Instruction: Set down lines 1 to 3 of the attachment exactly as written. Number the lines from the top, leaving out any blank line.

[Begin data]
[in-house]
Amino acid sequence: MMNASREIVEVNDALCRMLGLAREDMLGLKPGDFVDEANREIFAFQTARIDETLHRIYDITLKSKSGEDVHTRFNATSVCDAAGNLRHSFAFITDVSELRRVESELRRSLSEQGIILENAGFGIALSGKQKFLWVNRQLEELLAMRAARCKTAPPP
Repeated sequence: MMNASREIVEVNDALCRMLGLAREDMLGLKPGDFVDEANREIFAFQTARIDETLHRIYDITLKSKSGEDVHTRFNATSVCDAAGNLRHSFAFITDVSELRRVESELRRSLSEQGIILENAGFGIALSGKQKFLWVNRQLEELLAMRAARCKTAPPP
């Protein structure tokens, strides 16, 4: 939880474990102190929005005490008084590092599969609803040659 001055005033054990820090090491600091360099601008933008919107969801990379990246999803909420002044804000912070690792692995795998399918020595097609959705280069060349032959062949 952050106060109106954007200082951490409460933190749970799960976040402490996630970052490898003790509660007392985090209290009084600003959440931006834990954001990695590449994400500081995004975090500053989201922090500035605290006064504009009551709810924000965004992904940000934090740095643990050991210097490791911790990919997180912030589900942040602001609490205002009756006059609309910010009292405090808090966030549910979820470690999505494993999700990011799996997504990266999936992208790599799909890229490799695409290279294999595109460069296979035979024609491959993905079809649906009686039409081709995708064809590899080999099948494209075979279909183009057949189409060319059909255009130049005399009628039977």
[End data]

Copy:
[in-house]
Amino acid sequence: MMNASREIVEVNDALCRMLGLAREDMLGLKPGDFVDEANREIFAFQTARIDETLHRIYDITLKSKSGEDVHTRFNATSVCDAAGNLRHSFAFITDVSELRRVESELRRSLSEQGIILENAGFGIALSGKQKFLWVNRQLEELLAMRAARCKTAPPP
Repeated sequence: MMNASREIVEVNDALCRMLGLAREDMLGLKPGDFVDEANREIFAFQTARIDETLHRIYDITLKSKSGEDVHTRFNATSVCDAAGNLRHSFAFITDVSELRRVESELRRSLSEQGIILENAGFGIALSGKQKFLWVNRQLEELLAMRAARCKTAPPP